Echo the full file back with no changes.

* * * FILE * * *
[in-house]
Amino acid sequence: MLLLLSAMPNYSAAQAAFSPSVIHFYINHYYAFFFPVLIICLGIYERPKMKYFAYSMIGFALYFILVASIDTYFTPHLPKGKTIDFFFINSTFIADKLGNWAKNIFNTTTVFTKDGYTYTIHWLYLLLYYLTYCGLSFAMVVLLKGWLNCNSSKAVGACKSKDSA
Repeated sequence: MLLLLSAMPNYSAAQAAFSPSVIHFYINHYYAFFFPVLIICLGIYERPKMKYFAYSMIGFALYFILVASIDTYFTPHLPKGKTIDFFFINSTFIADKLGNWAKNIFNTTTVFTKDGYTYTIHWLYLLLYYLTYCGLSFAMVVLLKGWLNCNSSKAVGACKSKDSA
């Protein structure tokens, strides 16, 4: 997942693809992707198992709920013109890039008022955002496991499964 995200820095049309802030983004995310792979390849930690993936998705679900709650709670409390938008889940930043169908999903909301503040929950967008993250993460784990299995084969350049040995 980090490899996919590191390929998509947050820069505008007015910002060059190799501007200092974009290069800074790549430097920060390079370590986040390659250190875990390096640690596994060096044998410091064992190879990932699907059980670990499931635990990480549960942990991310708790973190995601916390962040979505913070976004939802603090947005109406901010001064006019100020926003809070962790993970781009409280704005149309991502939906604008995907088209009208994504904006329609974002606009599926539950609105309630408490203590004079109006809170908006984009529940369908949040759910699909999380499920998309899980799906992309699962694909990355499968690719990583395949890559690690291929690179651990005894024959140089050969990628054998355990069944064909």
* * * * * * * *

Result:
[in-house]
Amino acid sequence: MLLLLSAMPNYSAAQAAFSPSVIHFYINHYYAFFFPVLIICLGIYERPKMKYFAYSMIGFALYFILVASIDTYFTPHLPKGKTIDFFFINSTFIADKLGNWAKNIFNTTTVFTKDGYTYTIHWLYLLLYYLTYCGLSFAMVVLLKGWLNCNSSKAVGACKSKDSA
Repeated sequence: MLLLLSAMPNYSAAQAAFSPSVIHFYINHYYAFFFPVLIICLGIYERPKMKYFAYSMIGFALYFILVASIDTYFTPHLPKGKTIDFFFINSTFIADKLGNWAKNIFNTTTVFTKDGYTYTIHWLYLLLYYLTYCGLSFAMVVLLKGWLNCNSSKAVGACKSKDSA
């Protein structure tokens, strides 16, 4: 997942693809992707198992709920013109890039008022955002496991499964 995200820095049309802030983004995310792979390849930690993936998705679900709650709670409390938008889940930043169908999903909301503040929950967008993250993460784990299995084969350049040995 980090490899996919590191390929998509947050820069505008007015910002060059190799501007200092974009290069800074790549430097920060390079370590986040390659250190875990390096640690596994060096044998410091064992190879990932699907059980670990499931635990990480549960942990991310708790973190995601916390962040979505913070976004939802603090947005109406901010001064006019100020926003809070962790993970781009409280704005149309991502939906604008995907088209009208994504904006329609974002606009599926539950609105309630408490203590004079109006809170908006984009529940369908949040759910699909999380499920998309899980799906992309699962694909990355499968690719990583395949890559690690291929690179651990005894024959140089050969990628054998355990069944064909």